There’s a catch. Though consumer awareness and knowledge of Smart Grid has improved significantly over the past few years – a fact we’ve documented in the report through a survey of consumers in six influential countries – we have a long way to go. As we’re in the early stages of implementing Smart Grid-related technologies and capturing their value, we must make a parallel effort to educate and engage consumers.

Fortunately, the new report provides the means to understand the range of consumer knowledge of and sentiment towards Smart Grid. It identifies a handful of common motivations among consumers in order to segment them for effective outreach. For instance, some consumers wish to save money, others will pay a premium for environment benefits and yet others are early adopters of technology. Understanding consumer attitudes, perceptions and motivations will allow us to develop more effective messaging to grow their knowledge and eventual participation in Smart Grid.

The report also details the challenges faced by utilities, government and industry stakeholders in understanding consumer behavior and educating them on Smart Grid. It suggests action items that can be undertaken in order to create large-scale awareness and understanding among consumers. This will be a generational effort, and the report provides a basis for optimism. Eighty-seven percent of the respondents in the report’s consumer survey were 25-34 years-old. It might not surprise you that consumers in that age bracket generally are open to new ideas and technology. And they display a proclivity for spreading their awareness among their peers and to an even younger generation.

The report’s findings are firmly rooted in reality. We’ve documented lessons learned in China, India, Japan, South Korea, Germany and the United States from recent and current Smart Grid implementations. Those lessons are based on factors such as Smart Grid adoption levels in each country, the level of consumer socialization and awareness, initiatives taken to mitigate consumer concerns and the impact of consumer socialization on Smart Grid rollouts. The report homes in on the implementation of the four technologies most relevant to consumers: advanced metering infrastructure (AMI), distribution automation, renewable energy and cyber security.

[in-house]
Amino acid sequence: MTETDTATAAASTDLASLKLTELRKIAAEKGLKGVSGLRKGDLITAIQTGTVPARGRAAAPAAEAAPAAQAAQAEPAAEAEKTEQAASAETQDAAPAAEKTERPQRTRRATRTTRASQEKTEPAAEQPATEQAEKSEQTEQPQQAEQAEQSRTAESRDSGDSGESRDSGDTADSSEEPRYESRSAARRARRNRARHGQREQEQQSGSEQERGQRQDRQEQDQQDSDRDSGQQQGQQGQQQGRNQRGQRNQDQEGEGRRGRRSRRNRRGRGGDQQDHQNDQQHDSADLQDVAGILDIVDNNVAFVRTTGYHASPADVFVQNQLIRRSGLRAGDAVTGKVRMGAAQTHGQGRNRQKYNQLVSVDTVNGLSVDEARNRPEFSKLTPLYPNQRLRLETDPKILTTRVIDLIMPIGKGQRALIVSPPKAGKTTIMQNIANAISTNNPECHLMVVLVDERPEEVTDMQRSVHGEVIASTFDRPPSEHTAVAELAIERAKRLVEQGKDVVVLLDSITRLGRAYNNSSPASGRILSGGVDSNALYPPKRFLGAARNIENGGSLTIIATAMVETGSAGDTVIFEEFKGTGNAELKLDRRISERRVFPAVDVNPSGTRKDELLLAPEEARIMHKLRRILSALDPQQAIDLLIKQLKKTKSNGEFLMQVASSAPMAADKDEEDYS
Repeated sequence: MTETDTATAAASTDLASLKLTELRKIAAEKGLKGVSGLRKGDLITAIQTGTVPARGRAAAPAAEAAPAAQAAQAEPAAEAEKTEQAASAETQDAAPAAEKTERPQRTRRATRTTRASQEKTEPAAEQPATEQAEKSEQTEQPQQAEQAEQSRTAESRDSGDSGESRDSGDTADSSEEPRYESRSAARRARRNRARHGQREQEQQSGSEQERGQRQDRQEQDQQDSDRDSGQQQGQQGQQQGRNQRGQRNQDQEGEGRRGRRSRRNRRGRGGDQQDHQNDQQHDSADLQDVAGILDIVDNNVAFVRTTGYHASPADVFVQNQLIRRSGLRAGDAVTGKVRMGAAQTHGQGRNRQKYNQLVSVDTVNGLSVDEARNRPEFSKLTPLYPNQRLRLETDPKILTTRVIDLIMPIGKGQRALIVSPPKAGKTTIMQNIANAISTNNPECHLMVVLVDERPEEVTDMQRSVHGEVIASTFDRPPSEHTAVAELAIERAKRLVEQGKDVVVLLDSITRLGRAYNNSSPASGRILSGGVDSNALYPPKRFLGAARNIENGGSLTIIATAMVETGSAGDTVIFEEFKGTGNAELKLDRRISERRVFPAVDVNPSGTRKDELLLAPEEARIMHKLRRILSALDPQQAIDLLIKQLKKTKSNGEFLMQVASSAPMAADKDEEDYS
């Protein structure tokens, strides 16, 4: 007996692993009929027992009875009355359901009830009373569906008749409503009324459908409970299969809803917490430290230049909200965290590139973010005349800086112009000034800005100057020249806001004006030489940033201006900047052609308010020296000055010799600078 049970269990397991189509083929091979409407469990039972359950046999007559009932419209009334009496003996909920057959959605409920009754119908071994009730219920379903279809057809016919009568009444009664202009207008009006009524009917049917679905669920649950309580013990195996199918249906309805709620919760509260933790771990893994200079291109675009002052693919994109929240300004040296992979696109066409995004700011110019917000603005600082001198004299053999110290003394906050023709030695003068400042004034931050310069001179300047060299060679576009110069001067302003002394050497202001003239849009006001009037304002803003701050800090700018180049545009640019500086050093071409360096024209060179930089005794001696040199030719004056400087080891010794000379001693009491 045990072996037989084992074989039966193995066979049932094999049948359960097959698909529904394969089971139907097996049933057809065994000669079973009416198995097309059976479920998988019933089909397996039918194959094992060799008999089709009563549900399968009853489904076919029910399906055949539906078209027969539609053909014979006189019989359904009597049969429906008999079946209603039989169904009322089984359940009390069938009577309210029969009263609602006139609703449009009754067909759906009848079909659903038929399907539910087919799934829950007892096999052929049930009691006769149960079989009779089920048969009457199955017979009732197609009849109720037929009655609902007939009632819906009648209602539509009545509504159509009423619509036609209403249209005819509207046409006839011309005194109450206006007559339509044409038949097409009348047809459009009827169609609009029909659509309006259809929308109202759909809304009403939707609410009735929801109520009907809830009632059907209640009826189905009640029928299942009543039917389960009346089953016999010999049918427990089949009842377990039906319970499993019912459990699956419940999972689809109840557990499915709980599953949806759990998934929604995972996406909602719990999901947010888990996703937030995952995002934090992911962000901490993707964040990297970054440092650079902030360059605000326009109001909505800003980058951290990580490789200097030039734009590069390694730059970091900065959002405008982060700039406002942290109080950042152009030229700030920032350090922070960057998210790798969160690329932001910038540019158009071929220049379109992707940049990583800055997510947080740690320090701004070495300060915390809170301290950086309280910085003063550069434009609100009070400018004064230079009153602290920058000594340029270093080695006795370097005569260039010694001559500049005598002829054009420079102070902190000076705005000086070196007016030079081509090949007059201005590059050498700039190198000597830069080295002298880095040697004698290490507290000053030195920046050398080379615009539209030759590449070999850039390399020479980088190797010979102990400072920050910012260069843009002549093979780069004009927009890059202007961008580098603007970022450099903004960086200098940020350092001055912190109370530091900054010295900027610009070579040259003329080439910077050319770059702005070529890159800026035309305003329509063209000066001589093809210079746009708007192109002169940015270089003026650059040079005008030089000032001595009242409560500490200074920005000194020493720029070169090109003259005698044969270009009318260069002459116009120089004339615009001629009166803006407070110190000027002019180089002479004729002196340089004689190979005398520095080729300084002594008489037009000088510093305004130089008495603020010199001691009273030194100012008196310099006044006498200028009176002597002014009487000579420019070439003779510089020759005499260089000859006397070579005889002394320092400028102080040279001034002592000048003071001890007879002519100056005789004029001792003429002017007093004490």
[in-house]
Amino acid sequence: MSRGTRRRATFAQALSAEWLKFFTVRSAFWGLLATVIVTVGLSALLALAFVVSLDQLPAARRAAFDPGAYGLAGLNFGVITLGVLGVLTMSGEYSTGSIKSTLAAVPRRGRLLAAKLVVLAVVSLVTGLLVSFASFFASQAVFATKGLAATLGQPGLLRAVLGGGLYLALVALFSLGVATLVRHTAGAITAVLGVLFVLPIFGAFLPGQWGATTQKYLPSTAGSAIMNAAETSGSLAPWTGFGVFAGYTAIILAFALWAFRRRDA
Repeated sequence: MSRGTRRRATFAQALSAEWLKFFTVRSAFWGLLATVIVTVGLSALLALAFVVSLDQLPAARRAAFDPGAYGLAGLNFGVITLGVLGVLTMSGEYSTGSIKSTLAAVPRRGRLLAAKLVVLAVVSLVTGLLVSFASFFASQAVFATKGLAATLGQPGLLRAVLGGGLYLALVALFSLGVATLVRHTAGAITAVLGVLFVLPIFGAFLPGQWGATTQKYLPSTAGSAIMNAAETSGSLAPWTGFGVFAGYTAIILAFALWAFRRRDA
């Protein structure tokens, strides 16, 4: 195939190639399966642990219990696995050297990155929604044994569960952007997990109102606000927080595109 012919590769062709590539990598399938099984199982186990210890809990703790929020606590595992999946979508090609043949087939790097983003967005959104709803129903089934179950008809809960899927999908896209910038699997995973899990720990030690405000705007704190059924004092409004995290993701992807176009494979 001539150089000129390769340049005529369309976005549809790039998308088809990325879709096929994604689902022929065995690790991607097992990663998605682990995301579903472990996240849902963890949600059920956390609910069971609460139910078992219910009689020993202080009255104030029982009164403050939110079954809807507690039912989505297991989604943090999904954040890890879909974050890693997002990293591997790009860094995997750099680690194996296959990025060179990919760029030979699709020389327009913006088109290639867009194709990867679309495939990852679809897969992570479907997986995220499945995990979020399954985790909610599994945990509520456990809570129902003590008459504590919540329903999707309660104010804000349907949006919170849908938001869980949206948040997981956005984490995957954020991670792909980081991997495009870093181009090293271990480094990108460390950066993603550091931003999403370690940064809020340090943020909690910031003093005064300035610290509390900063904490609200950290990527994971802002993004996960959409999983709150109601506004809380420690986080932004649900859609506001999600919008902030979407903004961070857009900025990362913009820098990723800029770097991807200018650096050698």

Perhaps most importantly, the report spells out two crucial “how-to” subjects. One discusses the “consumer socialization cycle,” a step-by-step process aimed at influencing consumers, spreading awareness among them and creating an in-depth understanding of Smart Grid concepts in terms consumers are likely to understand. The other addresses actions that stakeholders can take to reach out to consumers in an impactful and positive way and further effective adoption of Smart Grid technologies and practices. It spells out how influence, awareness and understanding can lead to action.

We’ve all heard about how consumers will benefit from Smart Grid, and it’s true. But years will pass before Smart Grid technologies are fully integrated for improved efficiencies and better reliability. It’ll be years, as well, before consumers have full access to affordable home energy management systems, smart appliances, smart homes and applications to run those technologies become available for smartphones, tablets and the like. Those technologies and apps are beginning to appear, but widespread adoption will take time.

Thus we have designed the new report as a practical guide to what works in the effort to bring consumers along on this great energy challenge. If we begin effective outreach to consumers now, they’ll be willing partners in the needed investments and desired outcomes encompassed by Smart Grid. Let’s get the word out and move the proverbial needle.

Read Press Release on Smart Grid Research Documents

IEEE-SA IoT 2013 Workshop

This morning, IEEE Standards Association (IEEE-SA) kicked off its Internet of Things (IoT) Workshop with opening remarks from Oleg Logvinov(center), Member IEEE-SA Standards Board, Working Group Chair, IEEE 1902 Working Group and Director of Market Development, Industrial Power Conversion Division, STMicroelectronics, and Mary Lynne Nielsen, Technology Innovations Director at IEEE-SA. Keynote was delivered by Luca Difalco(right), VP of Marketing IPG and Strategic Sectors Development at STMicroelectronics. Followed by dynamic presentations and panels. The full event agenda can be found here
This two day event will explore the dynamics of the IOT Market and the convergence of platforms and services, with a special focus on the need for an more interdisciplinary approach to the design of products and services for the IOT Market, across verticals. You can follow the event live on Twitter by following #IEEESAIoT.